On tour in Sweden in the dead of winter, we had a concert in a school/community center in the middle of a snow-packed plain with not another building in sight. A hundred people showed up out of nowhere and afterwards in the dining hall there were half-a-dozen huge steel bowls set out full of fresh shrimp, thousands of them. Shrimp, bread-and-butter and mugs of cold beer. Basic.
John Whiting, London
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#10 Robb Walsh

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Posted 07 February 2004 - 02:50 PM

They say that the Swedes have ruined the crawfish market in Louisiana. They pay top dollar for the really big ones. So whereas you used to get a good mix of sizes when you bought five pounds of boiled crawfish, now you get only little ones because the pick out the big ones and sell them to the Swedes. Any idea how Swedish crawfish are prepared, John?

#11 John Whiting

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Posted 07 February 2004 - 04:16 PM

Any idea how Swedish crawfish are prepared, John?

None whatsoever. I wonder if the shrimp I ate there several years ago also came from Louisiana? They certainly didn't shovel them out of a local snowbank. :sad:

Edited by John Whiting, 08 February 2004 - 12:42 PM.

John Whiting, London
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#12 Ellen Shapiro

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Posted 07 February 2004 - 09:46 PM

I'd also like to cast a vote for haute cuisine as memorable food experience.

Right up there on my list of top food experiences ever was my first trip to France as an adult with the means to eat in Michelin-starred restaurants. We reserved at several and our first meal was at Maisons de Bricourt in Brittany, the restaurant from chef Olivier Roellinger. I remember being a bit fearful that the language barrier would be a problem and that the whole experience would be stressful in various ways. Instead, we were almost immediately put completely at ease by the waitstaff and soon came an avalanche of unusual and fascinating food in a multi-course tasting that seemed never to end (and that I didn't want to end). More importantly, what I had feared most -- that the Michelin-starred places would be Disney-fied versions of fine dining -- was decidedly not the case. Roellinger, and many others (Cote St. Jacques in particular), were in the final analysis family run restaurants that happened to be serving the world's finest cuisine. I also loved that, especially in the more rural fine-dining restaurants, a real cross-section of the population was dining there. Working-class French folk were there celebrating big birthdays and the like. I had not expected such a lack of pretentiousness at this level.

The next couple of weeks took us through Brittany, Burgundy, Alsace, and Champagne. We ended the trip in Paris at Abroisie, which takes the term "temple of gastronomy" to its logical extreme -- you really feel like you're in a temple. I don't think I've ever dined so well so much in such short a time. Too bad 90% of my photos didn't come out. This was the one time in my life that a busted camera did me in. Try to get a Leica fixed in France on short notice. Go ahead, try.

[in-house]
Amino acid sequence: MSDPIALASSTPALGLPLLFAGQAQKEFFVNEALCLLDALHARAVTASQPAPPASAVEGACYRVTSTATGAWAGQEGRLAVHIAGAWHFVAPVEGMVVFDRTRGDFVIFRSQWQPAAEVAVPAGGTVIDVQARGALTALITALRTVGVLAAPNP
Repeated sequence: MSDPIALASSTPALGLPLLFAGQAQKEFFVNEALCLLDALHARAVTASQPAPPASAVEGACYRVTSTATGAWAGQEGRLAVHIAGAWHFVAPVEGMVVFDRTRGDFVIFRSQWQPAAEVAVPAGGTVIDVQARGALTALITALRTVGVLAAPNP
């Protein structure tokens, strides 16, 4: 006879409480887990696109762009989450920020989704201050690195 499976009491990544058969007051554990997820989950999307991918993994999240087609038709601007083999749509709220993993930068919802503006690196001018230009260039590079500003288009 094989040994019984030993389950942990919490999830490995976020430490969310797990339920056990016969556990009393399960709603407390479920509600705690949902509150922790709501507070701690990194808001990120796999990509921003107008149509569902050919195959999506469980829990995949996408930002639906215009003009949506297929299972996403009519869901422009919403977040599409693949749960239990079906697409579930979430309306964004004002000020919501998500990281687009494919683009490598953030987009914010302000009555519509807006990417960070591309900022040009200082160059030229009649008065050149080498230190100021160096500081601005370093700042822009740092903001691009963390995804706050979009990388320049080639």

Ellen Shapiro
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#13 Robb Walsh

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Posted 08 February 2004 - 06:12 AM

I did an article called the "Ultimate Dinner Date" once. My girlfriend and I visited four Michelin three star restaurants that also had accomadations. We ate dinner then retired to our chambers. Gerard Boyer's joint La Crayere in Reims took the cake. Champagne in the elegant room while we got ready. Dinner of squab stuffed with foie gras and covered in truffle sauce with an old Burgundy, then Cognac back up in the room.

But the best food and travel discovery I ever made was the French "Ferme Auberge" system. These are French farms that run restaurants and bed and breakfasts. The restaurant has to serve food produced on the farm. I have eaten at snail farms, dairy farms, duck farms, cattle farms and a foie gras farm. The foie gras farm didn't actually serve foie gras, better yet, they started with garlic soup, then rilletes and Bergerac wine, then duck confit and potatoes cooked in duck fat. Some of these places also have bed and breakfasts. It's tough to organize your trip though because the program is run by the French Agriculture department and they have divided the places into regional booklets. There is no overview. You have to request the booklets by region. But you can see the Ferme Auberge signs on the road whereever you drive in France. Whenever I see one, I pull over and check it out.

#14 John Whiting

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Posted 08 February 2004 - 12:42 PM

Although I spend a great deal of time advocating "a better standard of ordinariness", honesty forces the confession that my most memorable meal was a menu degustation last year at Arpege. Marlena Spieler has written it up supurbly and her review is forthcoming, so I won't comment further except to say that, course by course, it was a meal of such perfect simplicity that each element would have been appropriate to a great restaurant of any class whatsoever, from star-spangled Michelin down to simple bistro.

Robb, the ferme auberge system is indeed wonderful. Our approach is to arrive in our VW Westfalia camper and ask if we can eat dinner and then spend the night in their parking area. The answer is invariably, "Oui, monsieur!"

Edited by John Whiting, 08 February 2004 - 12:49 PM.